It’s the first word that comes to mind after hiking over 14 kms, plus vertically for 4 kms, to find yourself standing on top of a mountain.
That was the situation I found myself in the other weekend, when my girlfriend Lisa and I decided to get out of the City for a day and take a hike in Kananaskis country.
We had done a similar trip a few years ago in mid-October and it had snowed the day of making for a very wet hike.
Luckily, we decided to do this one before the recent snow and the weather held up, so Lisa and I decided that we would try a longer one. After a brief look at some of the maps of the area, we opted to try a hike that we figured would take about five hours. We had the time, and the sunny skies promised not to drop any blizzards on us anytime in the immediate future.
Feeling well-prepared and excited for an adventure, we began our trek along the shore of beautiful Barrier Lake. We stopped at Jewel Bay to take some pictures of the gorgeous landscape and have a bite to eat, and then turned off the trail that led along the lakeshore onto another forested trail a little higher on the mountain.
I know I have written about mountain hikes before, and it might seem like I do them fairly often. Truth is, I do them almost never, which is why I find them worthwhile writing material when it does happen. I’m not a greenhorn but I’m not a real experienced hiker either, which is why I may have been a little unprepared for this particular expedition.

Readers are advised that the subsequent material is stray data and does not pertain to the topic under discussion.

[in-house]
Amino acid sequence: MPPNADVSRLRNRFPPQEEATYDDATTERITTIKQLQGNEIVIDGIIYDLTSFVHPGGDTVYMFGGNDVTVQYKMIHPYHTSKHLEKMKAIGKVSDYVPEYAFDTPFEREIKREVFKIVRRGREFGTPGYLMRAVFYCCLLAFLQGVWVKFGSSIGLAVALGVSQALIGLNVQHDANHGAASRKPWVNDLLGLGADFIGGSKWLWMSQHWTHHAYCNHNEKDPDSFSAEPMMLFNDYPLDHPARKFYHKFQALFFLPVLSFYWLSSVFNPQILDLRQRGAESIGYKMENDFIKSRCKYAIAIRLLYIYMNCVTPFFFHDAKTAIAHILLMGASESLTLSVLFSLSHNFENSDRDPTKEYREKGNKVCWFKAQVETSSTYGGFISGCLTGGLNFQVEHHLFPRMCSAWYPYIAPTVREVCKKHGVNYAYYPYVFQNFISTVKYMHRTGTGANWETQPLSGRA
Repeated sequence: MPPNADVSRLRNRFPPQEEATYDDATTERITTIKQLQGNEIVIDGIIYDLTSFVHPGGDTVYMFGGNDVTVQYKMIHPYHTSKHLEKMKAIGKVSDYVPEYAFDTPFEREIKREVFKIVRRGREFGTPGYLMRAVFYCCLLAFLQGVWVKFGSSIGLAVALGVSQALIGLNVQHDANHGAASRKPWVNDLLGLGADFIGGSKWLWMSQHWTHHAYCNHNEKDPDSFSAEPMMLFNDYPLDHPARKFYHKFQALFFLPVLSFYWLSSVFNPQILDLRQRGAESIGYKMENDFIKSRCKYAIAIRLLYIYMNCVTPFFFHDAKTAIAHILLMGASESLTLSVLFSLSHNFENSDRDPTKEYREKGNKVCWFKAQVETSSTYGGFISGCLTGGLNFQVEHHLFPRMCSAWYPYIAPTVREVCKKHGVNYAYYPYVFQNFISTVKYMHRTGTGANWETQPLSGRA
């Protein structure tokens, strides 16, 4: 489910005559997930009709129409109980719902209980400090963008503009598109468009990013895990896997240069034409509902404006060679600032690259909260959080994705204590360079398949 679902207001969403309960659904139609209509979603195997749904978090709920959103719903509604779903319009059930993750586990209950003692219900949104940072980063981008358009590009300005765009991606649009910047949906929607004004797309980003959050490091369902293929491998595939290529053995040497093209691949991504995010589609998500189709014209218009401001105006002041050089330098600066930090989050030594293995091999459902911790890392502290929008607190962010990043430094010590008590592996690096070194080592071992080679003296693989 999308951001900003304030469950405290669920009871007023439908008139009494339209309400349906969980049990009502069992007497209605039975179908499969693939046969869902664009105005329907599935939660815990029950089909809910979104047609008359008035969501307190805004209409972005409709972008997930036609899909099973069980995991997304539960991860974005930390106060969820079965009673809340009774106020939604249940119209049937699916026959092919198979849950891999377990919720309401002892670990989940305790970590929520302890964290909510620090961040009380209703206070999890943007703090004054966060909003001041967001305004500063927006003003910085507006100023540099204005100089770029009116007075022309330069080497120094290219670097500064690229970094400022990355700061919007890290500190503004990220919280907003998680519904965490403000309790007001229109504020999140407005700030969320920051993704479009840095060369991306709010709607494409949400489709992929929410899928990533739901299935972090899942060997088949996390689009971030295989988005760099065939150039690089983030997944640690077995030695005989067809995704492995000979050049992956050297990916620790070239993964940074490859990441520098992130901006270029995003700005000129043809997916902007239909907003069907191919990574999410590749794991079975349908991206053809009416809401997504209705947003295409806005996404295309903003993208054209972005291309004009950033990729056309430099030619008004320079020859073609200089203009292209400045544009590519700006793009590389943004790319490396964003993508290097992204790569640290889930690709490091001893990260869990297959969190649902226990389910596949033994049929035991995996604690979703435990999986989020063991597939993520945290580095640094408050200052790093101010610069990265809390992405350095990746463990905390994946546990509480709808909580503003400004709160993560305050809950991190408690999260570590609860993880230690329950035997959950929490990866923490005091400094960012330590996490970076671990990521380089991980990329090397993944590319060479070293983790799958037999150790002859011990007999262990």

Lisa and I knew that there would be a bit of a steep climb on this trail. We knew we would be climbing some 4 kms or more vertically. What we failed to realize was just exactly how high 4 kms is and how steep the face of a mountain can be.
This part of the hike became very challenging and after about three or four hours of continually walking upwards, we were starting to tire. The hike wasn’t as much fun anymore, it was mostly just a lot of hard, aggravating work. Exhausted and hungry – we had not eaten anything substantial in about six hours – we began to get a little grumpy.
Then, after about five hours of relentless climbing, it all became worthwhile. I realized that I could no longer see trail up ahead of us, but instead, blue sky. Lisa reasoned that we must have – finally – ended the climbing part of the hike, and could start our descent and go home.
Coming out of the wooded part of the trail, we found that not only had we nearly reached the end of our climb but we were standing on top of a mountain, literally.
The view stretched out for miles. We could see the tiny parking lot where we had started our journey, and the entirety of Barrier Lake, we could see miniature cars on the highway and watched in wonder as birds flew below us.
There are no words to accurately describe that kind of beauty. Both Lisa and I found ourselves at a loss for words, something that doesn’t happen to either of us very often. I found myself repeating the phrases “I can’t believe it,” “It’s just incredible,” and, of course, “Wow,” over and over again, trying to take in the sheer awesomeness of what I was seeing.
After dozens of pictures, we began the descent of our hike and that was no picnic either. As we had been warned, the trail was even steeper here than it had been on the way up. Finally, after more than seven hours of hiking, we made it back to my car. We were absolutely exhausted and a little grumpy again after the long and challenging hike down. But, all in all, it had been a great day. It’s an experience that everyone should have at least once. If you haven’t done it yet, get to it.